LAPC #217 – Opposites

This week Tina has put together some interesting opposites. Please visit her beautiful blog and get inspired! Once you have started, it is difficult to stop… ”just think about it, they’re everywhere!”

Our mind is capable of passing beyond the dividing line we have drawn for it. Beyond the pairs of opposites of which the world consists, other, new insights begin.

– Hermann Hesse

Soft – Hard

Morning – Evening in the Sahara desert

Old and dilapidated ( but warm and ornamented…) – Modern (cold and straight)

Cold and hot climate

In the header – opposites in the same image with day and night in one – midnight sun! Above – two in one as well – hot springs in cold ice and snow.

Special thanks to Sofia for last week’s Urban Environments challenge. It was great fun seeing
the many urban examples you all shared! ”This week we invite you to show us some opposites – big and tall, round and square, new and old….”

Remember to link your response to Tina’s original, and to use the Lens-Artists Tag to help us find you. We look forward to seeing what you come up with. Finally, we’re excited to announce that next week’s Guest Host will be Donna of Wind Kisses so be sure to check out her wonderful site. Until then, as always please stay safe and be kind.

LAPC #216 – Urban Environments

You know, I don’t really understand a suburban environment. I want to be out in the woods, I want to be where it’s wild, I want to wake up and hear birds, I want to walk outside and see a gaggle of turkeys bouncing across my lawn – I want to be someplace like that – or I want to be right in the middle of an urban environment. – Karen Allen

This week Sofia asks us about urban environments – I used to love visiting big cities now and then, for a week or two. But, due to covid, the last three years we have stayed at home. I must admit I miss those adventures…

I will tell you something of why I liked visiting the cities chosen.

Edinburgh is an absolutely lovely city with castle and all, but Greyfriars Kirkyard offers both silence and contemplation when needed. One day I saw this young man sitting alone, quietly reading his book. I had to have his portrait. And I love the way they speak, the Scots.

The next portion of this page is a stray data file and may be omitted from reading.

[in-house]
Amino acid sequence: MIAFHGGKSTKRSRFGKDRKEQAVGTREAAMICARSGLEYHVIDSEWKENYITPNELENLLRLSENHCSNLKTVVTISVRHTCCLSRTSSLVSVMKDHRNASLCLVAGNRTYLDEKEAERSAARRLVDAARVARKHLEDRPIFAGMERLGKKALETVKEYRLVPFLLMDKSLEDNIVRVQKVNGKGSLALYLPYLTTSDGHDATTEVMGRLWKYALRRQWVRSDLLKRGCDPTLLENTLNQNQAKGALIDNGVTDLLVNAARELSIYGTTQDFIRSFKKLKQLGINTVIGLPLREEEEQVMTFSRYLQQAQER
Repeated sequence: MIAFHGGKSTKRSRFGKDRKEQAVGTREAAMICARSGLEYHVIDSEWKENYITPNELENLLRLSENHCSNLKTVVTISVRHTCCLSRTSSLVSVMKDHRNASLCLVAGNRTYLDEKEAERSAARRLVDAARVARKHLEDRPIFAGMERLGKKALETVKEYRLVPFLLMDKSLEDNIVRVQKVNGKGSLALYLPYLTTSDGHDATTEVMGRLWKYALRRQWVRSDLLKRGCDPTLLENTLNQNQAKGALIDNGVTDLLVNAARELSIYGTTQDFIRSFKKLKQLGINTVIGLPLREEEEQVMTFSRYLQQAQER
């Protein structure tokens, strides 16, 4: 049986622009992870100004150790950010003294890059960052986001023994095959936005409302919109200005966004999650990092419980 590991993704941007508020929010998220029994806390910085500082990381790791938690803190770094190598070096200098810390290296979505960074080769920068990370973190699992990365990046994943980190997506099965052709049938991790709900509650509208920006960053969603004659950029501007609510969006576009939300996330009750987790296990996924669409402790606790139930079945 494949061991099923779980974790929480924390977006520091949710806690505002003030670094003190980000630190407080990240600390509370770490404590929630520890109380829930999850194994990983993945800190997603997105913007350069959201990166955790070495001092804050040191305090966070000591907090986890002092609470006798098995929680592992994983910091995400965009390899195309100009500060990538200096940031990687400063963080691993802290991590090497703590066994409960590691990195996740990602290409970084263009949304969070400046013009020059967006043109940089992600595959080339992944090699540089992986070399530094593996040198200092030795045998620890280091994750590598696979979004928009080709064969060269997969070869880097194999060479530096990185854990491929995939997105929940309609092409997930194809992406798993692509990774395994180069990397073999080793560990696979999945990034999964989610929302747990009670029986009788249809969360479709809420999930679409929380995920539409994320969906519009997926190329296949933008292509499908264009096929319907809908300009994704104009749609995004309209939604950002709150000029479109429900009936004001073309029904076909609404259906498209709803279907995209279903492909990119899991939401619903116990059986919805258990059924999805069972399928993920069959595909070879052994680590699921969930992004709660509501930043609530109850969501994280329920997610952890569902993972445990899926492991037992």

Rome is a city to return to again and again… Mezmerising. But on my first visit I was only16, and the young ladies laughed at my ”childish” sandals – they all wore high heels…

But you can find anything in Rome…

I have always loved London – the ”gentlemen”, the musik and the theaters. And of course the language…a visit to Foyles was always a great pleasure. I used to buy loads of books, for my students too.
Warsaw was a very positive experience. I loved the newer architecture, and the people was good-humoured and generous. And the food! Delicious!
I never dreamed of going to Madrid…but I went with my classes a couple of times. For its history, literature and architecture, fantastic museums (Museo del Prado and Museo Reina Sofia), good food and animated people – and Madrid did not disappoint!
Århus, Denmark – the new, spectacular area was a dream walking through. Innovative and beautiful in Nordic light colours. Expensive living…but very nice people all we met. Mostly young people in fact – who had made their fortune in IT or business.

A gallery of the kind of urban environments that I love the most. Narrow alleyways and old buildings. But as Sofia says, new architecture can also be interesting. Like Bilbao in the header and Århus in Denmark.

Finally, my nearest big city, Malmoe – the photo taken from a plane flying in from somewhere in the world. Santiago Calatrava’s Turning Torso shining in the evening sun.

”This week’s challenge is about how you view any urban environments you came across, either by visiting as a tourist or the place you live in or commute to every day. What makes that city or town special and how do you capture it.” Please link to Sofia’s marvelous original post and tag with Lens-Artists so we can easily find you.